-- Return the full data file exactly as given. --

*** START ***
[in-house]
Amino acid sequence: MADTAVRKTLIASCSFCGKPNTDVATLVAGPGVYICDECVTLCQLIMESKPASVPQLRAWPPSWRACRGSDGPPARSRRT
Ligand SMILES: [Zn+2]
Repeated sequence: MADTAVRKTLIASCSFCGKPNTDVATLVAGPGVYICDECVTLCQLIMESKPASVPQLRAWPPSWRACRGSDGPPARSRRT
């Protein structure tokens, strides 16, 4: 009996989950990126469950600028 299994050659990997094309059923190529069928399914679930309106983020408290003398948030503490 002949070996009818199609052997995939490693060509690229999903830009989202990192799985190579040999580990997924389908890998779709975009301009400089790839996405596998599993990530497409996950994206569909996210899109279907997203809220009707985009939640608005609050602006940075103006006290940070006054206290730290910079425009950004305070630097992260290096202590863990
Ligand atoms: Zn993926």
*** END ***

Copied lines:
[in-house]
Amino acid sequence: MADTAVRKTLIASCSFCGKPNTDVATLVAGPGVYICDECVTLCQLIMESKPASVPQLRAWPPSWRACRGSDGPPARSRRT
Ligand SMILES: [Zn+2]
Repeated sequence: MADTAVRKTLIASCSFCGKPNTDVATLVAGPGVYICDECVTLCQLIMESKPASVPQLRAWPPSWRACRGSDGPPARSRRT
């Protein structure tokens, strides 16, 4: 009996989950990126469950600028 299994050659990997094309059923190529069928399914679930309106983020408290003398948030503490 002949070996009818199609052997995939490693060509690229999903830009989202990192799985190579040999580990997924389908890998779709975009301009400089790839996405596998599993990530497409996950994206569909996210899109279907997203809220009707985009939640608005609050602006940075103006006290940070006054206290730290910079425009950004305070630097992260290096202590863990
Ligand atoms: Zn993926």